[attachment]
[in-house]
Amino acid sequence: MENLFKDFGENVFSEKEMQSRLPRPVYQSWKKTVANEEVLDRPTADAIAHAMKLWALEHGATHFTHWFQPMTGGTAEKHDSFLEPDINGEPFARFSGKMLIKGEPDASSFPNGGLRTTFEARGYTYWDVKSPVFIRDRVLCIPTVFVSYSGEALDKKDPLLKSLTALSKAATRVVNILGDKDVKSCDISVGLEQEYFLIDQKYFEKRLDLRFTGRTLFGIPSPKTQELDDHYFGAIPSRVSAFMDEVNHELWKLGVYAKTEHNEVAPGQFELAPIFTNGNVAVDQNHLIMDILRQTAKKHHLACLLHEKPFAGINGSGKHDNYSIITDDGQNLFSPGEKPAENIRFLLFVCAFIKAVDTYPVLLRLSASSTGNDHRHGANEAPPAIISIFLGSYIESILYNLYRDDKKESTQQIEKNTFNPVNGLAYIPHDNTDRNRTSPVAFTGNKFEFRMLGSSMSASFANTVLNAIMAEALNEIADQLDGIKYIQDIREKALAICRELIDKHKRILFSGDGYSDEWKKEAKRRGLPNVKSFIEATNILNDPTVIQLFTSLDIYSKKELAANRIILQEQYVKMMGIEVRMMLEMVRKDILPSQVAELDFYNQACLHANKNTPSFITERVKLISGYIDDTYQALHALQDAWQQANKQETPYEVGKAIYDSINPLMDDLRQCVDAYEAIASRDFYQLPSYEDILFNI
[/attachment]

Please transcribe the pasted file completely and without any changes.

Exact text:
[in-house]
Amino acid sequence: MENLFKDFGENVFSEKEMQSRLPRPVYQSWKKTVANEEVLDRPTADAIAHAMKLWALEHGATHFTHWFQPMTGGTAEKHDSFLEPDINGEPFARFSGKMLIKGEPDASSFPNGGLRTTFEARGYTYWDVKSPVFIRDRVLCIPTVFVSYSGEALDKKDPLLKSLTALSKAATRVVNILGDKDVKSCDISVGLEQEYFLIDQKYFEKRLDLRFTGRTLFGIPSPKTQELDDHYFGAIPSRVSAFMDEVNHELWKLGVYAKTEHNEVAPGQFELAPIFTNGNVAVDQNHLIMDILRQTAKKHHLACLLHEKPFAGINGSGKHDNYSIITDDGQNLFSPGEKPAENIRFLLFVCAFIKAVDTYPVLLRLSASSTGNDHRHGANEAPPAIISIFLGSYIESILYNLYRDDKKESTQQIEKNTFNPVNGLAYIPHDNTDRNRTSPVAFTGNKFEFRMLGSSMSASFANTVLNAIMAEALNEIADQLDGIKYIQDIREKALAICRELIDKHKRILFSGDGYSDEWKKEAKRRGLPNVKSFIEATNILNDPTVIQLFTSLDIYSKKELAANRIILQEQYVKMMGIEVRMMLEMVRKDILPSQVAELDFYNQACLHANKNTPSFITERVKLISGYIDDTYQALHALQDAWQQANKQETPYEVGKAIYDSINPLMDDLRQCVDAYEAIASRDFYQLPSYEDILFNI